The museum’s location was another complicated asset they could never quite manage. On the one hand, South Seventh Street seemed a plum site in the heart of the city’s densest tourist neighborhood. On the other, what did the Atwater Kent have to do with the American Revolution — the event that drew most people to the area?
“Nobody in the historic area, other than the history museum, is telling that more diverse story of Philadelphia, which is a great story — workshop to the world, industrial history, the sports history, the history of immigration, the birthplace of the A.M.E. church, you know, Mother Bethel, — incredibly powerful, diverse story,” said Steuer, the Nutter administration cultural officer who now heads the Bonfils-Stanton Foundation in Denver. “And I don’t think anybody ever kind of grasped that. But the Atwater Kent reflected something far beyond the [Revolution] story that is the core narrative of the city.”
The location, so close to the Liberty Bell and its millions of annual visitors, seemed to mesmerize museum officials. They became fixated on fitting the museum into the narrative of the neighborhood, rather than presenting narratives of their own.
“I think that its location, which was so close to Independence Park, but so far — they could never get people to come,” said Barsanti. “Nobody wanted to see it.”
Philadelphia’s cultural landscape is littered with one fallen historical institution after another, but the focus on history itself does not appear to be the root of the Atwater Kent’s difficulties. Hardly all museums, even history museums, are in trouble. Consider the Museum of the American Revolution, just across Independence Mall from the Atwater Kent — a history museum with a tight narrative, decent finances, and lots of visitors. Is it the exception that proves the rule?
Ellen Dunlap, who once directed the Rosenbach Museum and Library, which is now a unit of the Free Library of Philadelphia, believes there are simply too many small history organizations in the region. Hundreds of house museums, libraries, archives, historical societies; the region can’t support them all.
That particular problem is illustrated by the Atwater Kent’s past. The Balch Institute was absorbed into the Historical Society of Pennsylvania, which has been having its own difficulties over the last several years. Now the Atwater Kent, the repository of the historical society’s collection of artworks and artifacts, including a cache from the Balch in a deal made 15 years ago, has folded up shop.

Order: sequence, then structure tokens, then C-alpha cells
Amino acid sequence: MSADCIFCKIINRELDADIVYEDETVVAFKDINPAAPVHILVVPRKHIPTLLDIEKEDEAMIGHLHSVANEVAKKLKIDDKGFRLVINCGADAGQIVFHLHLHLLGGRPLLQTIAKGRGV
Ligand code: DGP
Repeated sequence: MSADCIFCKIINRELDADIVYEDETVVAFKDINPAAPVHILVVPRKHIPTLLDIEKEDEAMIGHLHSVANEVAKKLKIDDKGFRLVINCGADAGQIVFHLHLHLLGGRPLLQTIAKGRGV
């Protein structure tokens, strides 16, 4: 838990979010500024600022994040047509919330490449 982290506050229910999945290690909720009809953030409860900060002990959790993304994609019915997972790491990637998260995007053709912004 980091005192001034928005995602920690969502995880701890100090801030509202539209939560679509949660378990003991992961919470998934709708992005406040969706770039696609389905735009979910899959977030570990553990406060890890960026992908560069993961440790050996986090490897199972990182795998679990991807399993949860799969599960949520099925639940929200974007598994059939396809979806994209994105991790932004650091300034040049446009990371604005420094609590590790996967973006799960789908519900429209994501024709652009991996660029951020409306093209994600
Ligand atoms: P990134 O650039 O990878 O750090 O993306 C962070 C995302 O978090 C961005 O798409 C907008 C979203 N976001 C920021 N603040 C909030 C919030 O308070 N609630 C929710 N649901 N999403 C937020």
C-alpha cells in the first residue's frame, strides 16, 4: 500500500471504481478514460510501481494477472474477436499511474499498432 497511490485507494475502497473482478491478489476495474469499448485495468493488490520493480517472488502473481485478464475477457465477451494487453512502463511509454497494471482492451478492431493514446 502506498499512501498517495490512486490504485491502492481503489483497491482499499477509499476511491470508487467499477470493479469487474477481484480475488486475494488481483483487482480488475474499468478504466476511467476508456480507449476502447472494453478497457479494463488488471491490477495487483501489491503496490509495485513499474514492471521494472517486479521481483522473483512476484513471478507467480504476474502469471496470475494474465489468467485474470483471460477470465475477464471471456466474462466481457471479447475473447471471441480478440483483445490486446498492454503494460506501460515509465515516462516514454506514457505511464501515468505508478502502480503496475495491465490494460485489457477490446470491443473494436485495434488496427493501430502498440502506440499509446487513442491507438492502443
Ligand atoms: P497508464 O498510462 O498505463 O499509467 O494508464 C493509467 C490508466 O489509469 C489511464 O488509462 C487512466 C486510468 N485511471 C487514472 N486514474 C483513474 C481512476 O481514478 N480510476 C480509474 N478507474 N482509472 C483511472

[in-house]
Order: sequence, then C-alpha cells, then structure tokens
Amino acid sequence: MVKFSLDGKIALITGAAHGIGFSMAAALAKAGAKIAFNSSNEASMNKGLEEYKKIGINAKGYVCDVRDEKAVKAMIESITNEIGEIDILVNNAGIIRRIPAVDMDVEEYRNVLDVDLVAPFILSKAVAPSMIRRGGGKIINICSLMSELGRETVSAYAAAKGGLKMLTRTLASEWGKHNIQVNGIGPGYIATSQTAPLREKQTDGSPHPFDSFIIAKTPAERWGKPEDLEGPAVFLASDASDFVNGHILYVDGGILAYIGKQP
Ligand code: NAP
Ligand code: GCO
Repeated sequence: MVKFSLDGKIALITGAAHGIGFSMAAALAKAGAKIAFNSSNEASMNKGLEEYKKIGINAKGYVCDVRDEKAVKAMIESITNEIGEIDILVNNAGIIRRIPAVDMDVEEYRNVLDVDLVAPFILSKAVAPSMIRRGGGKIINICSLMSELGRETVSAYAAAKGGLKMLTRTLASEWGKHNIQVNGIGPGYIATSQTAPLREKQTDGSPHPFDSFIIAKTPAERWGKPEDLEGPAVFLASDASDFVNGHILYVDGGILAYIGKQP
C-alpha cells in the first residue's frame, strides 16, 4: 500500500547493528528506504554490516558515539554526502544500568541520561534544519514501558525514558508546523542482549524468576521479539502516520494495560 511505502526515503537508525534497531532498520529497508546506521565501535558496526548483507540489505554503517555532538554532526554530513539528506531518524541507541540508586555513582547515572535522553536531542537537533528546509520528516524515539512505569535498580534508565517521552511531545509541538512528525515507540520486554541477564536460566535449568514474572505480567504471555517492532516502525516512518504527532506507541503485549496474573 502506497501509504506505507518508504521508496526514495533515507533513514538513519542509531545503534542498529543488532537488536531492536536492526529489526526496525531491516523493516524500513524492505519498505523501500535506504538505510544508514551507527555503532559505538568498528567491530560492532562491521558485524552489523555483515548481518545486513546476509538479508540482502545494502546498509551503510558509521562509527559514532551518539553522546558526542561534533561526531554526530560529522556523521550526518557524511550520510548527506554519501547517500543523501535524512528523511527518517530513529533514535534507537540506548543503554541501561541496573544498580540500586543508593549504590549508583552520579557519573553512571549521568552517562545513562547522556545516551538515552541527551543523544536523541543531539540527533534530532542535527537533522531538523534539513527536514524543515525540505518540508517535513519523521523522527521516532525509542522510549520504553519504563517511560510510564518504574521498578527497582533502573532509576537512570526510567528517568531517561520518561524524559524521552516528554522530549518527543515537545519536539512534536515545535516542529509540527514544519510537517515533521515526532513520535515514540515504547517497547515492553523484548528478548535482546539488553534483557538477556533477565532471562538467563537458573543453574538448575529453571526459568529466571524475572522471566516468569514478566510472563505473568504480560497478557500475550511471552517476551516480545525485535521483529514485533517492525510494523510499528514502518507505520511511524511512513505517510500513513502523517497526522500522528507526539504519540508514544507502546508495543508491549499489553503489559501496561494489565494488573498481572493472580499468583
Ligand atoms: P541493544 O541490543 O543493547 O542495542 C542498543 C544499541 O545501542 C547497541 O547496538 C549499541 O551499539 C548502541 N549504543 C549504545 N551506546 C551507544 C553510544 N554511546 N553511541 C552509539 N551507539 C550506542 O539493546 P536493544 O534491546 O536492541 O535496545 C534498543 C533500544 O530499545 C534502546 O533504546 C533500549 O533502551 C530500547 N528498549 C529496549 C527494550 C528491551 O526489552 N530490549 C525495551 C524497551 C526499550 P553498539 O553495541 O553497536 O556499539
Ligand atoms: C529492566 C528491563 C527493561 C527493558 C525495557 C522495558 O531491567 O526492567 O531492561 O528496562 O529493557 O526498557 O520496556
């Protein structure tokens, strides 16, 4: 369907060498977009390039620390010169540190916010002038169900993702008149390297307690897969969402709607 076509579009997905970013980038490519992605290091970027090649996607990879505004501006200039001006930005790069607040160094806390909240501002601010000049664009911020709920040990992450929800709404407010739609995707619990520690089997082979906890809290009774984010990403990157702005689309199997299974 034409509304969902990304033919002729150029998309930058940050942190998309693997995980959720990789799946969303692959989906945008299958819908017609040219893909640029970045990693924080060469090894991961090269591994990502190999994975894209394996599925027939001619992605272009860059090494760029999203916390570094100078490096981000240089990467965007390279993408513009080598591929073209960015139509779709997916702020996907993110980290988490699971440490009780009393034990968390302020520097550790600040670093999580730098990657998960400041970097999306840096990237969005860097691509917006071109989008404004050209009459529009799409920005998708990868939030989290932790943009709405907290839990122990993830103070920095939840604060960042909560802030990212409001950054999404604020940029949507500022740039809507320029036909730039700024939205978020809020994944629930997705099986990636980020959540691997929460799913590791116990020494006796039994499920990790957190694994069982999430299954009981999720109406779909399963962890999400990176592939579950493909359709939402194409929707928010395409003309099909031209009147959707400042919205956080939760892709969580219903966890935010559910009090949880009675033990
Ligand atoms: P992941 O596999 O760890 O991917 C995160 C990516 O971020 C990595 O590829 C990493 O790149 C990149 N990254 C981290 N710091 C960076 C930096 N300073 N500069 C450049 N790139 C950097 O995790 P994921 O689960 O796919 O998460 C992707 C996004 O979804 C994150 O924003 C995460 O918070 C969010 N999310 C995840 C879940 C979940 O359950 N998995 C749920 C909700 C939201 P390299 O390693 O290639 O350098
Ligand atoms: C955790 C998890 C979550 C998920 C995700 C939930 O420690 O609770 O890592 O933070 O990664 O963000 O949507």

“It’s one failure on top of another,” said Morris Vogel, former head of the Tenement Museum in New York City and one-time dean of Temple University’s College of Liberal Arts. “This is a cascading failure.”
“I think collections are important, but they’re not the be all and end all of a museum,” Vogel said. “If you have a vision about what the institution should achieve, you can develop a strategy around that much more readily then you can develop a strategy around the collection.”
For preserving the institution, he said, “you have to have a purpose beyond being a storage facility, which was the Atwater Kent specialty for a long time. That’s really not gonna get you there.”
“I think of there’s a richness that is there to be exploited in Philadelphia. Contrast that with the Tenement Museum in New York, which when you think of it, is just an old building that was falling down.”
Yet that old, falling-down building now greets about 275,000 visitors a year to hear the story of American immigration. A focused narrative embedded in the neighborhood mythology.
Carolyn T. Adams, former Temple college dean, said she had “a pretty simpleminded and straightforward view of this.”
“My strong view here is that museums these days need to tell a story to the visitor,” said Adams. “They need to tell a consistent story so that the objects that people are looking at reinforce that compelling story. And I don’t think the Atwater Kent succeeded in that.”